Police patrols stepped up for World Cup amid concerns over anti-social behaviour
Police patrols will be stepped up in the West Midlands, Staffordshire and Shropshire during the World Cup amid concerns over anti-social behaviour, drink-driving and disorder.
Bosses have said cities and town centres will be busier than normal on match days – especially when home nations England and Wales play – as they urged people to be respectful.
However they say they just want "everyone to have a great time" and enjoy the tournament, held controversially in Qatar and for the first time not in summer, without any problems.
Superintendent Nick Rowe, head of the football unit for West Midlands, said: "This is a very exciting time, a time where football fans come together and enjoy a month of football.
"You may see a few extra police officers out and about as England make their way through the tournament.”
Pc Rich Lymer, a dedicated football officer at Staffordshire Police, said they want their communities to feel safe – and this "will be no different during the World cup period".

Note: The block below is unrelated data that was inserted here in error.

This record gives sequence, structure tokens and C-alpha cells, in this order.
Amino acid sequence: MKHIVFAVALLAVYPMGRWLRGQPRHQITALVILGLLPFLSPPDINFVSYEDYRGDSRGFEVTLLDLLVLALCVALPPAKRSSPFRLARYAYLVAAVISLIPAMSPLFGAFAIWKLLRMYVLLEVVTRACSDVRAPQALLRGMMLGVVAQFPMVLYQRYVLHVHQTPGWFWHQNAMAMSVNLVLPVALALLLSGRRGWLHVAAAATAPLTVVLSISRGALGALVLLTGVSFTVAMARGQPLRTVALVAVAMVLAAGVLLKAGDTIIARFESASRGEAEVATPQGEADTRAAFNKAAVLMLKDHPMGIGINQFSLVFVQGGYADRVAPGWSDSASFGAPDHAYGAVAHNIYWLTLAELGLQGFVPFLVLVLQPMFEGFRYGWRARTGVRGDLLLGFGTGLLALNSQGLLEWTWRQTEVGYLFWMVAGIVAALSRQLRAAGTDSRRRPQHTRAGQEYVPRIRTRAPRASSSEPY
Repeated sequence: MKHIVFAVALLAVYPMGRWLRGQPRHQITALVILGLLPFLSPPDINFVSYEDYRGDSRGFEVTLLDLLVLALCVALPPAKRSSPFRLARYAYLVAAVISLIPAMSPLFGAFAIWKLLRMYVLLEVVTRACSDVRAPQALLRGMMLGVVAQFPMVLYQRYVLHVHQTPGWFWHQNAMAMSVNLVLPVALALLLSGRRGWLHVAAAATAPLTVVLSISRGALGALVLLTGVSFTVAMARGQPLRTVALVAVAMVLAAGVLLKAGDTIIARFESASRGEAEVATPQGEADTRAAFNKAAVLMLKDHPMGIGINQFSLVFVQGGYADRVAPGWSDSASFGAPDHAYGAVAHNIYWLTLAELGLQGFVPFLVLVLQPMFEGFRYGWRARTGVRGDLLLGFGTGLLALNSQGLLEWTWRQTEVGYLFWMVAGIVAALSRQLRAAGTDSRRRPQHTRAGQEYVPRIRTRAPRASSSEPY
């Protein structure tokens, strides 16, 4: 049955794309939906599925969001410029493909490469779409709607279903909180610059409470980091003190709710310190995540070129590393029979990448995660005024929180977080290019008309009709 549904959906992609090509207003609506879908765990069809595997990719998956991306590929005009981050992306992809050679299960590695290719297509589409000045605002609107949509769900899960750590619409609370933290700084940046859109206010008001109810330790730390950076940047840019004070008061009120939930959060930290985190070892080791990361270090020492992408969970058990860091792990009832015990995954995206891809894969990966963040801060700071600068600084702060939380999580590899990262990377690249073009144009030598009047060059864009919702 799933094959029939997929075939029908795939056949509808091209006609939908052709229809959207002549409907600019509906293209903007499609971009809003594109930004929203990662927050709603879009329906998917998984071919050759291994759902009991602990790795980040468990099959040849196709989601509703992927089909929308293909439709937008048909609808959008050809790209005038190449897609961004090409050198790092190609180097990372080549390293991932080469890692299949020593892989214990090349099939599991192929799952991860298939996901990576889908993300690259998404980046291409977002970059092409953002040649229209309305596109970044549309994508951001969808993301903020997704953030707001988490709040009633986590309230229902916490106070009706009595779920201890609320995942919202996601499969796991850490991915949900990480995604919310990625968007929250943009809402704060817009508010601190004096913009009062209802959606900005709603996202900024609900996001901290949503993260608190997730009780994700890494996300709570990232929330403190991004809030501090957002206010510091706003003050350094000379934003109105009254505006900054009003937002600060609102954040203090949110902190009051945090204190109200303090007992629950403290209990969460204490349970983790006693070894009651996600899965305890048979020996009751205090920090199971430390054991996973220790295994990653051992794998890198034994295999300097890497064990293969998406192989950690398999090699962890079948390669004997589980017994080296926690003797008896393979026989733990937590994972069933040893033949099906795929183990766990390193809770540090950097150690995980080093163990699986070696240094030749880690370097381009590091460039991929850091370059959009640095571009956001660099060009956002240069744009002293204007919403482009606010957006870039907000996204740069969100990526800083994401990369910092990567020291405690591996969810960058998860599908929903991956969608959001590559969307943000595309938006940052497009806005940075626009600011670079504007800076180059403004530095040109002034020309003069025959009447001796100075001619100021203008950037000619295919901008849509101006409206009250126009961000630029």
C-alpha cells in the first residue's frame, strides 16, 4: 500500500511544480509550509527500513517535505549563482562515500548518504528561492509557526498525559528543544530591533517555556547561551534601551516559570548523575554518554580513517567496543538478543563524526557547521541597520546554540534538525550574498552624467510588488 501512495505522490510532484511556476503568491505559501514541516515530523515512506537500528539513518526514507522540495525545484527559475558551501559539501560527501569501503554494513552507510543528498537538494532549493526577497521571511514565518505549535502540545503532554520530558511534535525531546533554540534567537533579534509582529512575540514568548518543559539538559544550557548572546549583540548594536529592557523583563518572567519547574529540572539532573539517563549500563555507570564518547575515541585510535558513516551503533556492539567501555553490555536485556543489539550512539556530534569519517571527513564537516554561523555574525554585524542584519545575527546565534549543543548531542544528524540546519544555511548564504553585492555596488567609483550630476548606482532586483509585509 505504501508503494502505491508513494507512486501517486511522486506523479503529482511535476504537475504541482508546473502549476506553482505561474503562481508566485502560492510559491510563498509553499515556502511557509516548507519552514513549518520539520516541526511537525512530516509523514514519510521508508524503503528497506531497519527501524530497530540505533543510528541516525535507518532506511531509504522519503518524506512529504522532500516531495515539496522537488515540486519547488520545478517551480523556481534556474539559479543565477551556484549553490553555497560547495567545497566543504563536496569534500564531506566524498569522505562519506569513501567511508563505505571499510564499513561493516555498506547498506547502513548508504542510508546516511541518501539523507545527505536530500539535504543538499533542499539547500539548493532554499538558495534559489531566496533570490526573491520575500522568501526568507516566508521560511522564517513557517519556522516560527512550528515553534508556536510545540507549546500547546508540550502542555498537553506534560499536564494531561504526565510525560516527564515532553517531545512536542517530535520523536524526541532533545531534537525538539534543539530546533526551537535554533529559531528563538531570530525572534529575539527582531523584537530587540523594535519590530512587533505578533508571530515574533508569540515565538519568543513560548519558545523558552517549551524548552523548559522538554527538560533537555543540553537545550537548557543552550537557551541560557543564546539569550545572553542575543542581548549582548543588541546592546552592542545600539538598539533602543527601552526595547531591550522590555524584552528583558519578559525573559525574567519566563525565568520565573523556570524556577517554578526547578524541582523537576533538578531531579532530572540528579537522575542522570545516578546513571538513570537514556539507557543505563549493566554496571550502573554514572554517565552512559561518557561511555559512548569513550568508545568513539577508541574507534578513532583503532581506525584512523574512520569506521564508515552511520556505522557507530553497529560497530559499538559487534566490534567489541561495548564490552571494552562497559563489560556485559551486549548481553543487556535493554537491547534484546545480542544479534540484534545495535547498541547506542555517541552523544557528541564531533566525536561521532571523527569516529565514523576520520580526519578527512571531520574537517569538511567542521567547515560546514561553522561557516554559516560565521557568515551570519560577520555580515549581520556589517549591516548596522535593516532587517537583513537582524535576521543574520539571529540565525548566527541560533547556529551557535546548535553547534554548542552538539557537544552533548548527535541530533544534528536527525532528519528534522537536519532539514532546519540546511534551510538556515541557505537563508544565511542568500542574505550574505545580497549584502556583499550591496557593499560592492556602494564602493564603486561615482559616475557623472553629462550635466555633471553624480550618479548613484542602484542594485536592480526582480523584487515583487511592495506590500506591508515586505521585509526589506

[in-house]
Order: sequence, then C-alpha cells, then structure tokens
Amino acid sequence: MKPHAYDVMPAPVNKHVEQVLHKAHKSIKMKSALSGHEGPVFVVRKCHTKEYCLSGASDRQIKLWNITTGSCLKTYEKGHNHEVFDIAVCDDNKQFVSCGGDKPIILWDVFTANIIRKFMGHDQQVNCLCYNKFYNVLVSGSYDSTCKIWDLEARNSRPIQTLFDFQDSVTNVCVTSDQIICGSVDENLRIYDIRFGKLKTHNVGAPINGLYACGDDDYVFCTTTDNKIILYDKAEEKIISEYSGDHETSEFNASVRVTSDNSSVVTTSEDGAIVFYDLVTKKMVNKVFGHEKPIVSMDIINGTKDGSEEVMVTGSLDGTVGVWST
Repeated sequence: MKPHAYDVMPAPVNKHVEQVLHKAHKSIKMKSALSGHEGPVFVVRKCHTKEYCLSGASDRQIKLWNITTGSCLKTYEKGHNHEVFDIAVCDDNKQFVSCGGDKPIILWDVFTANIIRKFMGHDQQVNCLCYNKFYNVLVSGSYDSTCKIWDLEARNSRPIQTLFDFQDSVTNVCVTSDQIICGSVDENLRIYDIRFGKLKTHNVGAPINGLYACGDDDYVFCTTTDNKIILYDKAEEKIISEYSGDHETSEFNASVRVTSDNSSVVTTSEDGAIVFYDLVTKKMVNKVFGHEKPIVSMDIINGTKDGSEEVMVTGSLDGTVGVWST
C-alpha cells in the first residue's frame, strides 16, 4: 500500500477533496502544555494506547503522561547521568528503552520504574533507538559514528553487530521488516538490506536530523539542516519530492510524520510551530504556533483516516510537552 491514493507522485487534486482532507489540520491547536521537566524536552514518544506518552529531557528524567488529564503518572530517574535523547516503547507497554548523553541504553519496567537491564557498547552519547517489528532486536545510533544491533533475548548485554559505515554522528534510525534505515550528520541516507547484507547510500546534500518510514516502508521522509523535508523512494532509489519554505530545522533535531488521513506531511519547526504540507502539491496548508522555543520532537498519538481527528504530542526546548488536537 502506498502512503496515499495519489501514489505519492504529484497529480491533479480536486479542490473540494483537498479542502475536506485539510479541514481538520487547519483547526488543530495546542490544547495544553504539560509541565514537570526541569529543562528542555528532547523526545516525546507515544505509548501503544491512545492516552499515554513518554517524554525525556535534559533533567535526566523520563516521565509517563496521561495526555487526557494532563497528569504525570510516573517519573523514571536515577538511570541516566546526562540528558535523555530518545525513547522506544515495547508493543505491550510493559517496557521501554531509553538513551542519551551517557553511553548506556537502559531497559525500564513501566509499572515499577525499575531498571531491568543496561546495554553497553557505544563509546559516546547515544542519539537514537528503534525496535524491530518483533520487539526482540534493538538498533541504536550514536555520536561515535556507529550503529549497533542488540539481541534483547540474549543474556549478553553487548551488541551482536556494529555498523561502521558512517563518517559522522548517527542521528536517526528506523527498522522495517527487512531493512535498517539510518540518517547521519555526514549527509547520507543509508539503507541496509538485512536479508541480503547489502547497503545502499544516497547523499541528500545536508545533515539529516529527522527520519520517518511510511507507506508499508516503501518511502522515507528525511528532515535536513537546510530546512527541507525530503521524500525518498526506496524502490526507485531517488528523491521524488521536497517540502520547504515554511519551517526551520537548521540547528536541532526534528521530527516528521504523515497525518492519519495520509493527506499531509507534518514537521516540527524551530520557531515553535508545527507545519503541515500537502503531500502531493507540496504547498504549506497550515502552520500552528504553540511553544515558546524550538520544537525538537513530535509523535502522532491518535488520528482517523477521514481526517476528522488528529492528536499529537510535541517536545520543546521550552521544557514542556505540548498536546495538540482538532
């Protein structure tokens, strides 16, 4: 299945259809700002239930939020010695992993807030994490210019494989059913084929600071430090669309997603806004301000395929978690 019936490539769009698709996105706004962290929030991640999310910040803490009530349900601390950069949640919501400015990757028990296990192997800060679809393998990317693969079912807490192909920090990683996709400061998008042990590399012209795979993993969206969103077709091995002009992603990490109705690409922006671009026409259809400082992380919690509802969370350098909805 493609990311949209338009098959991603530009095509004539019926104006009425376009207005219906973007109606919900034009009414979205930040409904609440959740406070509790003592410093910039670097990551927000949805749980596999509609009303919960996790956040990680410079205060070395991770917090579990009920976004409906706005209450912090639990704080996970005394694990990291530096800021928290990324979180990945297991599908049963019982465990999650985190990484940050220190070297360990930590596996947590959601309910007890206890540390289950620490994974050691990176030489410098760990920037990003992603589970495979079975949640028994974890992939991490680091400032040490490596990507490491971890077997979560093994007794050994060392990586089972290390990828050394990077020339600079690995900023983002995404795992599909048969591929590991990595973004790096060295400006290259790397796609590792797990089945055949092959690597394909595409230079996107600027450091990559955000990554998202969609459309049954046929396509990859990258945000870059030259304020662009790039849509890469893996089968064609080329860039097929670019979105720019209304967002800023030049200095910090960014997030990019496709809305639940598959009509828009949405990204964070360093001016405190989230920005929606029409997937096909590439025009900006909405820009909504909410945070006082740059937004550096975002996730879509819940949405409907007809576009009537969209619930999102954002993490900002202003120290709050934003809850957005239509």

He said: "The excitement and buzz of a major football tournament can bring with it an increase in anti-social behaviour, drink driving and disorder.
“Some of these issues directly align with community priorities which local officers are robustly actioning on a daily basis. Officers will be providing visibility within high-footfall areas and regularly speaking with members of the community."
And Chief Inspector Jack Wright, from West Mercia Police, said: "As we prepare for the start of the World Cup on Sunday we expect to see our city and town centres across the force area to be busier than normal on match days, especially when England and Wales play.
“Therefore, we will have appropriate policing plans in place on each matchday to ensure those wishing to watch the games in public do so safely and respectfully.
“This means people may see an increase in police officers in our town and city centres, as well as in our rural communities, across Herefordshire, Shropshire and Worcestershire throughout the tournament, who will be able to quickly respond to emergency calls either at venues or in homes. The increase in police presence means more officers will also be on hand to keep our roads safe, and will be ready to respond to reports of drink and drug driving.
“The vast majority of fans will be enjoying the football supporting their country, but rest assured that if you do use the event as an excuse to commit crime or cause disorder, we will take action.”
England and Wales will both be in action on Monday, with the Three Lions playing Iran at 1pm whilst The Dragons will take on the USA at 7pm.